When some feel alienated (III): Listening to sermons  

Posted by Denis Haack in , , , , , ,

One theme that has continuously resurfaced in my conversations with people who feel alienated from the church is sermons that don’t connect with life. This is not the only group of people who experience this, of course, but those who feel alienated seem to experience it regularly. The lack of connection is a deep disappointment that seems to place the faith outside the circle of the reality in which you live and move and have your being. You came for encouragement, healing, and a way to help make sense of things but hear something that seems never to acknowledge the questions, challenges, and choices that fill your days.

A serious problem—OK, I am under no illusion that I have the solution to this dilemma, but I have three modest suggestions.

Tim Keller, one of today’s most gifted preachers, says sermons reflect how preachers spend their time and energy. Some spend it in the world of theological scholarship (their sermons affirm their listeners that they believe correctly), others spend it in the sub-culture of evangelical Christianity (their sermons seek to deepen devotional life, family solidarity, and morality and warn of dangers), while some spend it in the rough and tumble of our pluralistic culture (their sermons bring the text into tension with the world we all live in). Though a gross simplification, you can imagine the first group alone with thick dusty books, the second in their car visiting folk with the radio tuned to a religious station, and the third reading the New York Times and hanging in a coffee shop. So, suggestion number one: pray earnestly, regularly, for those who bear the office of pastor/teacher in your life.

My second modest suggestion: be grateful to live at a time in history when technology allows us access to preaching that a few years ago would have been out of reach. We can download and listen to sermons and lectures that meet the need we have, and we should do so. This is not, however, a replacement for church for it leaves out the graces found only there: the sacraments, Christ’s spiritual presence, the communion of saints, and the unity of the body. And since attending church brings us back to sermons that fail to connect to life, I have one more suggestion.

My third suggestion is to listen more deeply. As you sit in the pew, before you are a text of Scripture and a sermon. The same Spirit that inspired the text is at work in the church today, but the text is primary—the sermon seeks to explain the text but never exhausts it. I do not mean to dismiss the sermon in saying this, but to properly honor the text.

So, as you listen to the sermon listen more deeply to the text. This listening more deeply is actually a spiritual discipline—it’s called meditation. Such meditation—deeper listening—is evident in the illuminations Makoto Fujimura so loving developed for The Holy Gospels. It’s an ancient skill worth nurturing. Three questions might help you to begin: What will you take away from the text as something God says that you need to remember? What questions or responses would your non-Christian friends have to the text? What single sentence can you compose that captures a key element of the text that, if said to a non-Christian, might intrigue them about your faith?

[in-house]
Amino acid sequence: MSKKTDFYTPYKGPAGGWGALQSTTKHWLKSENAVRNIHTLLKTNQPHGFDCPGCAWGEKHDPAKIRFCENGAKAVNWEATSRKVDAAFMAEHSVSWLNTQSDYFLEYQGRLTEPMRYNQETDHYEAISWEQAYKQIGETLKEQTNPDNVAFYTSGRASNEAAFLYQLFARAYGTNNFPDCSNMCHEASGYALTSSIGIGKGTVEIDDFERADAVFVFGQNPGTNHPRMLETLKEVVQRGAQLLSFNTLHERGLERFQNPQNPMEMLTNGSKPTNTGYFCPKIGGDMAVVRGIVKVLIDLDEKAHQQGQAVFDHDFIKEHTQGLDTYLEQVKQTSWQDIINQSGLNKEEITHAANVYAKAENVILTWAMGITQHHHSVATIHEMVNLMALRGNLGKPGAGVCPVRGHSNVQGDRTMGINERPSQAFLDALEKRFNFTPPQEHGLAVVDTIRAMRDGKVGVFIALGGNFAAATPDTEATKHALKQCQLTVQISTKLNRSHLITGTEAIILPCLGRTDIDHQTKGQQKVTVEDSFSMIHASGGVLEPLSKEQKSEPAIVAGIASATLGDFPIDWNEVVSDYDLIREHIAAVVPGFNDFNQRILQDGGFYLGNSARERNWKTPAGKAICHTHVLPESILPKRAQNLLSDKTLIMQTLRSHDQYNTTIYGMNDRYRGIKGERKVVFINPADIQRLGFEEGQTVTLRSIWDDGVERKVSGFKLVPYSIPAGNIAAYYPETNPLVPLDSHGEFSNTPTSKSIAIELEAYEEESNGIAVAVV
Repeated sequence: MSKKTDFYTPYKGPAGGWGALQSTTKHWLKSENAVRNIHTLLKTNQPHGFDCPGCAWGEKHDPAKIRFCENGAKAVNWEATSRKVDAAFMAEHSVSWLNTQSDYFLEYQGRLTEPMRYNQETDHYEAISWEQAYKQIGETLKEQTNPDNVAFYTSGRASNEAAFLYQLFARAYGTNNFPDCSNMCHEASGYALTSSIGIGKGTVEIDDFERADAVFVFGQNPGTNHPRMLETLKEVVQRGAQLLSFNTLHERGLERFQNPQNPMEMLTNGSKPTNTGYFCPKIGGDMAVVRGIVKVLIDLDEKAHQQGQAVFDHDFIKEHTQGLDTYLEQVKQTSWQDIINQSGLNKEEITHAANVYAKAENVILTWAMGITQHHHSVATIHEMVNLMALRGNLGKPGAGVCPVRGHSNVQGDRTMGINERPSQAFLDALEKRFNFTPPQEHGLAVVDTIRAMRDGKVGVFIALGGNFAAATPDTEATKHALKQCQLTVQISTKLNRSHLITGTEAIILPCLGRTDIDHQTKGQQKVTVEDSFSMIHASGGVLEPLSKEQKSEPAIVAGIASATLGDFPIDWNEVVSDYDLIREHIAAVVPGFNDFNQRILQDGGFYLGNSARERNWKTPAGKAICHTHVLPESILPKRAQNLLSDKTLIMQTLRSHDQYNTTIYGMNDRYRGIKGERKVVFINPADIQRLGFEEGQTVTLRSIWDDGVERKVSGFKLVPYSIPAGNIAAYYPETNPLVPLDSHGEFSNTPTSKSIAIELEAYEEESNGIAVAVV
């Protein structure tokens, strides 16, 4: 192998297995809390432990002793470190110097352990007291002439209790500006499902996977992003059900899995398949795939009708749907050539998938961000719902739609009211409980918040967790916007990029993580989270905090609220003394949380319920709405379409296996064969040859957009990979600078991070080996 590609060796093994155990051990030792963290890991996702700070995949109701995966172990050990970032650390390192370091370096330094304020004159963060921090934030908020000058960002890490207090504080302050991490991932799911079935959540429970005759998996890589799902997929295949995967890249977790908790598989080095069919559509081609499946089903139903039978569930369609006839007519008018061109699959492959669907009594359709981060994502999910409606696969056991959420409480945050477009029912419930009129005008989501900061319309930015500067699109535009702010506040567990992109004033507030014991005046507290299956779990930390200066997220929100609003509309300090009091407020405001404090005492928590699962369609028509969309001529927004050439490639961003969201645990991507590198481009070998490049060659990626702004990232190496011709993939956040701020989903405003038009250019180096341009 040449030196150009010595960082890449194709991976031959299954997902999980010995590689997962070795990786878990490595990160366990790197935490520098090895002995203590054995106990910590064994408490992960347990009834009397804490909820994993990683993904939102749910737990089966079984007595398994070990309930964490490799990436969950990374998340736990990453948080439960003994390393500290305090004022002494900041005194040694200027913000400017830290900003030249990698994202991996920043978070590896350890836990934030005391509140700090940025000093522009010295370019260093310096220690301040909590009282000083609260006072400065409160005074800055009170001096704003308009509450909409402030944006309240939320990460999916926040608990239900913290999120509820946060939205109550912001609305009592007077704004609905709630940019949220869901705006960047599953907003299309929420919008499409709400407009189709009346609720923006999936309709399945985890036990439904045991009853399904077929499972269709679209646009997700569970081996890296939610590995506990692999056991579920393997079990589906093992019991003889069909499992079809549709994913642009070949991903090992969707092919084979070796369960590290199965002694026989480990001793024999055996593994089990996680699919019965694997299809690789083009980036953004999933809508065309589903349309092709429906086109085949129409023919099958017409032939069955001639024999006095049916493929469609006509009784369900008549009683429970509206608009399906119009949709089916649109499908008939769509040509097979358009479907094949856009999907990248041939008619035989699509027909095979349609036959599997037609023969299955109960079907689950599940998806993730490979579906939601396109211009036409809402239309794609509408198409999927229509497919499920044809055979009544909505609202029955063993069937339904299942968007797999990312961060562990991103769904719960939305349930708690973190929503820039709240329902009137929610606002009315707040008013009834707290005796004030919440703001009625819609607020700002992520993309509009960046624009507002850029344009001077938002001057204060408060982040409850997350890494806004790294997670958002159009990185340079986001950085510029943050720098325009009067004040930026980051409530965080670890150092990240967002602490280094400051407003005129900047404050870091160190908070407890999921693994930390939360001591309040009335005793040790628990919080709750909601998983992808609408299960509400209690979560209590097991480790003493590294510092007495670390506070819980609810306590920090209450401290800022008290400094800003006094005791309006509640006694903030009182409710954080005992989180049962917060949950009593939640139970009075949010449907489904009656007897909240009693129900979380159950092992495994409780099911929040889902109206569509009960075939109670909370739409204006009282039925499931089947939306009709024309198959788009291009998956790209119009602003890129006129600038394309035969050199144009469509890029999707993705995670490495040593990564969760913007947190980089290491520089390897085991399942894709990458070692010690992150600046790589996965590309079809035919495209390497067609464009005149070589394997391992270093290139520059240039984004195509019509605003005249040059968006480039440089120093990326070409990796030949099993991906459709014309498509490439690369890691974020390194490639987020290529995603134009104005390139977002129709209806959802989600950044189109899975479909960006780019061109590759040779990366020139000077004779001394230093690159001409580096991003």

You can even take this one step farther. Meet with a few like-minded friends for lunch and listen deeply together. Talk about the text and the sermon in light of the three questions I have listed. Process together. Share each other’s creativity. And don’t be discouraged if you find this process difficult at first—meditation is actually a skill to be learned and mastered. That is why it is called a discipline. My third question—composing a single intriguing sentence—might prove to be the most difficult. We tend to be used to speaking in a dialect that has been birthed in the church sub-culture and that actually sounds strange to outsiders. It’s a dialect designed to repeat what we know in the terms we were taught to affirm we are correct. It isn’t designed to find some creative twist or surprise in the text, though that is exactly what the Scriptures are full of. You will probably add questions of your own as you develop skill in meditation. The details aren’t as important as the spiritual discipline itself: learning to listen more deeply to the text as you listen to a sermon.

And let me know what you think of my three suggestions.

This entry was posted at Monday, September 26, 2011 and is filed under , , , , , , . You can follow any responses to this entry through the comments feed .

2 comments

I think the suggestions are great. Even if I'm not currently in a church...there's always hope.

October 13, 2011 at 10:32 AM

Cassandra:
Appreciate your feedback.

Speaking of comments, a running joke here at Toad Hall is my utter failure at anticipating which blog posts will receive comments. I probably should just post and not think about it, but the temptation to guess is too great.
Blessings
Denis

October 13, 2011 at 10:49 AM

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